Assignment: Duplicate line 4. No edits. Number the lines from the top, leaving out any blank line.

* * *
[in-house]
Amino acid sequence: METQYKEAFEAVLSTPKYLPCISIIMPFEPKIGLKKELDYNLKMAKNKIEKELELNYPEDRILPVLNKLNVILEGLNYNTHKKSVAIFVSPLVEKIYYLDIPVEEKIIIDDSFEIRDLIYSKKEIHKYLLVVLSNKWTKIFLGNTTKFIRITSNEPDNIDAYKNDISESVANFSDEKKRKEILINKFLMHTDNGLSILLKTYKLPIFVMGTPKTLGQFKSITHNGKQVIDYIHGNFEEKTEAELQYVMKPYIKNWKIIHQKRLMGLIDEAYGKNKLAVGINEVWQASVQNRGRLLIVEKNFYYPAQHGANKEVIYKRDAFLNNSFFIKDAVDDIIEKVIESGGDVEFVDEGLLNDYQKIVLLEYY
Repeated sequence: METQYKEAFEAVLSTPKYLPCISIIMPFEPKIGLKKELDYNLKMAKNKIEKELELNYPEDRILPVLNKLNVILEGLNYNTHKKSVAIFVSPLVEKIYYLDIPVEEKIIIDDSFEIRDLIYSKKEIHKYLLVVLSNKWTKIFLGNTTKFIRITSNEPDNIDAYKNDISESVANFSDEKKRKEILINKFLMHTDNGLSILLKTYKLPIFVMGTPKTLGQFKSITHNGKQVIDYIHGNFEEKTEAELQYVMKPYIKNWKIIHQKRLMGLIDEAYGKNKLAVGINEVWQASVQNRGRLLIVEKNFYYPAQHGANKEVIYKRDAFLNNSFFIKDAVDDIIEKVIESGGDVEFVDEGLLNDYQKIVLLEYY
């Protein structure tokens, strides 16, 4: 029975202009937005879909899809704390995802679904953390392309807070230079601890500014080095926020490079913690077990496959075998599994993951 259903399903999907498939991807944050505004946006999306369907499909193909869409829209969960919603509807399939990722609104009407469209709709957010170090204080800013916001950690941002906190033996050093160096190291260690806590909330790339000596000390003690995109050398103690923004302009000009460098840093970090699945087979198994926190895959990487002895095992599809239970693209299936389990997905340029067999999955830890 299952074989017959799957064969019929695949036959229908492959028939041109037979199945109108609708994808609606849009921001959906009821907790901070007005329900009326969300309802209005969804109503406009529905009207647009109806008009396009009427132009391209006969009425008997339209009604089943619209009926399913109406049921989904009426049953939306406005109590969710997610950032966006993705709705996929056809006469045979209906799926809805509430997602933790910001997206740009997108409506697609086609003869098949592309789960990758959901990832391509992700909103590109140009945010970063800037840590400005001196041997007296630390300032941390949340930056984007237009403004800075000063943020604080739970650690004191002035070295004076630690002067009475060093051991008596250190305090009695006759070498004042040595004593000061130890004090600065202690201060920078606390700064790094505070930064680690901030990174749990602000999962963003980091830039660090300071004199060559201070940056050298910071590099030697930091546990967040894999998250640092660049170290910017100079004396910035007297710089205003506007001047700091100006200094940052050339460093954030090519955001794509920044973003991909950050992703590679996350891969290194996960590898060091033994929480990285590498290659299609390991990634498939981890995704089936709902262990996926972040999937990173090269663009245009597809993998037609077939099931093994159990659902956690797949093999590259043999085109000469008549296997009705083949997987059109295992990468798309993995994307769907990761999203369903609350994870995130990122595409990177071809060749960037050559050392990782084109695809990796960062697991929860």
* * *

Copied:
């Protein structure tokens, strides 16, 4: 029975202009937005879909899809704390995802679904953390392309807070230079601890500014080095926020490079913690077990496959075998599994993951 259903399903999907498939991807944050505004946006999306369907499909193909869409829209969960919603509807399939990722609104009407469209709709957010170090204080800013916001950690941002906190033996050093160096190291260690806590909330790339000596000390003690995109050398103690923004302009000009460098840093970090699945087979198994926190895959990487002895095992599809239970693209299936389990997905340029067999999955830890 299952074989017959799957064969019929695949036959229908492959028939041109037979199945109108609708994808609606849009921001959906009821907790901070007005329900009326969300309802209005969804109503406009529905009207647009109806008009396009009427132009391209006969009425008997339209009604089943619209009926399913109406049921989904009426049953939306406005109590969710997610950032966006993705709705996929056809006469045979209906799926809805509430997602933790910001997206740009997108409506697609086609003869098949592309789960990758959901990832391509992700909103590109140009945010970063800037840590400005001196041997007296630390300032941390949340930056984007237009403004800075000063943020604080739970650690004191002035070295004076630690002067009475060093051991008596250190305090009695006759070498004042040595004593000061130890004090600065202690201060920078606390700064790094505070930064680690901030990174749990602000999962963003980091830039660090300071004199060559201070940056050298910071590099030697930091546990967040894999998250640092660049170290910017100079004396910035007297710089205003506007001047700091100006200094940052050339460093954030090519955001794509920044973003991909950050992703590679996350891969290194996960590898060091033994929480990285590498290659299609390991990634498939981890995704089936709902262990996926972040999937990173090269663009245009597809993998037609077939099931093994159990659902956690797949093999590259043999085109000469008549296997009705083949997987059109295992990468798309993995994307769907990761999203369903609350994870995130990122595409990177071809060749960037050559050392990782084109695809990796960062697991929860």